Dogs trained using methods involving punishment may have higher stress levels compared to dogs trained with reward-based methods, a new study suggests.
Researchers observed the behaviour of 92 companion dogs from seven dog training schools in Portugal.
The schools employed either aversive methods – which use mainly aversive stimuli, reward methods – which focus on rewarding desired behaviours, and mixed methods – which use a combination of both.
They filmed training sessions and tested saliva samples for the stress-related hormone cortisol.
According to the study, dogs trained using aversive and mixed methods displayed more stress-related behaviours, including crouching and yelping.
The animals trained using these methods also showed greater increases in cortisol levels after training, than dogs trained with rewards.
Punishment included things like turning the back to the dog as soon as they jumped or started to mouth, and stopping to walk if the dog was pulling on the leash.
Writing in the Plos One journal, the authors said: “This is the first large scale study of companion dogs in a real training setting, using the types of training methods typically applied in dog training schools and data collected by the research team.
“The results suggest that the use of aversive training methods, especially in high proportions, should be avoided because of their negative impact on dog welfare.”
To measure the dogs’ underlying emotional state, the researchers also conducted a cognitive bias test in an unfamiliar location outside of the dog’s usual training environment with 79 of the dogs.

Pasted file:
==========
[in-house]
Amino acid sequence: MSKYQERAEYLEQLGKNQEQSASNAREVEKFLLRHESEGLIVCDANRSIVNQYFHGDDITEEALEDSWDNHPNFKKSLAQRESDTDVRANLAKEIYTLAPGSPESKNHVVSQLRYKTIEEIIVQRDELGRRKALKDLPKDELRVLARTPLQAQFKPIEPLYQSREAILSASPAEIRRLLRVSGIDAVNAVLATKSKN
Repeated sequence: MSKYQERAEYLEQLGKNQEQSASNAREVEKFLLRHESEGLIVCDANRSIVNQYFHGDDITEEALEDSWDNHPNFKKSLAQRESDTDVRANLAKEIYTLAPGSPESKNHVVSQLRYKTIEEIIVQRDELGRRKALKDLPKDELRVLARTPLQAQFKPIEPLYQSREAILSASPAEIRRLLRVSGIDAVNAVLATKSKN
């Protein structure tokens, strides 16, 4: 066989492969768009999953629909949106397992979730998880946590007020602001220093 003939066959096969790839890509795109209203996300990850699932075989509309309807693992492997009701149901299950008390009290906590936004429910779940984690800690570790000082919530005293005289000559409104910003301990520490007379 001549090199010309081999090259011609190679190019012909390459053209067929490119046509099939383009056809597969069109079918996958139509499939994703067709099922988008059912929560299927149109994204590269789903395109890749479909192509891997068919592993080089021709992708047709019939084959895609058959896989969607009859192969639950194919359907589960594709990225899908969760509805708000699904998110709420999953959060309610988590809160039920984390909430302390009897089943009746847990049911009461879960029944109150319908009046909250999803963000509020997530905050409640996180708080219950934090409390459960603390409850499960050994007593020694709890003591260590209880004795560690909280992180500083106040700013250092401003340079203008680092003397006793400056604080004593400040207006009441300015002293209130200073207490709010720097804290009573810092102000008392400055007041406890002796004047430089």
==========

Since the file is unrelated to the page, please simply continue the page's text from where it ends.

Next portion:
Ana Catarina Vieira de Castro from the University of Porto, Portugal, and colleagues found that dogs from schools using aversive methods responded more pessimistically to ambiguous situations compared with dogs receiving mixed-or reward-based training.
The researchers say previous survey-based studies and anecdotal evidence has suggested that punishment-based training techniques may reduce animal welfare.
The authors add this study is the first systematic investigation of how different training methods influence welfare both during training and in other contexts.
They conclude: “These findings indicate that aversive-based training methods, especially if used in high proportions, compromise the welfare of companion dogs both within and outside the training context.”
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